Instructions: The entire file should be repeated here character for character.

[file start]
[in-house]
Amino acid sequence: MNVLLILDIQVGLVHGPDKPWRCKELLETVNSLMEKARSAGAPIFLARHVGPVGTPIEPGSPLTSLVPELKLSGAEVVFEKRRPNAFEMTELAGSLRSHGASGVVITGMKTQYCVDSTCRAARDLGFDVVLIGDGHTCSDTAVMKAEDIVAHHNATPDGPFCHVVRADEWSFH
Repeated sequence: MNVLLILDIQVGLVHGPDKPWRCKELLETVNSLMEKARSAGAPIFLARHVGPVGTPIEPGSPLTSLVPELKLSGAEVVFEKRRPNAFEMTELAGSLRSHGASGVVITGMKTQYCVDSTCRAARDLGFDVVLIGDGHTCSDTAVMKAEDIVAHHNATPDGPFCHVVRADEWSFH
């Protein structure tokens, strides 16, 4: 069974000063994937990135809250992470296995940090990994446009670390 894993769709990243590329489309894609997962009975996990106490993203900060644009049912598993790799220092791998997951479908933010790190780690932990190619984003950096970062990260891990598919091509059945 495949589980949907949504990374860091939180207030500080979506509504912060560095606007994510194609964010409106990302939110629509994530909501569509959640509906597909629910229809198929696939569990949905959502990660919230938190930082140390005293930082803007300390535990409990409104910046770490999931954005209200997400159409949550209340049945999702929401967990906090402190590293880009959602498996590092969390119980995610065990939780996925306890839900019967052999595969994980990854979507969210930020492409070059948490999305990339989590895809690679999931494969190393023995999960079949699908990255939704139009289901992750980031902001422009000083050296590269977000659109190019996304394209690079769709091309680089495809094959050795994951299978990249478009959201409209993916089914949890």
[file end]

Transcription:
[in-house]
Amino acid sequence: MNVLLILDIQVGLVHGPDKPWRCKELLETVNSLMEKARSAGAPIFLARHVGPVGTPIEPGSPLTSLVPELKLSGAEVVFEKRRPNAFEMTELAGSLRSHGASGVVITGMKTQYCVDSTCRAARDLGFDVVLIGDGHTCSDTAVMKAEDIVAHHNATPDGPFCHVVRADEWSFH
Repeated sequence: MNVLLILDIQVGLVHGPDKPWRCKELLETVNSLMEKARSAGAPIFLARHVGPVGTPIEPGSPLTSLVPELKLSGAEVVFEKRRPNAFEMTELAGSLRSHGASGVVITGMKTQYCVDSTCRAARDLGFDVVLIGDGHTCSDTAVMKAEDIVAHHNATPDGPFCHVVRADEWSFH
């Protein structure tokens, strides 16, 4: 069974000063994937990135809250992470296995940090990994446009670390 894993769709990243590329489309894609997962009975996990106490993203900060644009049912598993790799220092791998997951479908933010790190780690932990190619984003950096970062990260891990598919091509059945 495949589980949907949504990374860091939180207030500080979506509504912060560095606007994510194609964010409106990302939110629509994530909501569509959640509906597909629910229809198929696939569990949905959502990660919230938190930082140390005293930082803007300390535990409990409104910046770490999931954005209200997400159409949550209340049945999702929401967990906090402190590293880009959602498996590092969390119980995610065990939780996925306890839900019967052999595969994980990854979507969210930020492409070059948490999305990339989590895809690679999931494969190393023995999960079949699908990255939704139009289901992750980031902001422009000083050296590269977000659109190019996304394209690079769709091309680089495809094959050795994951299978990249478009959201409209993916089914949890």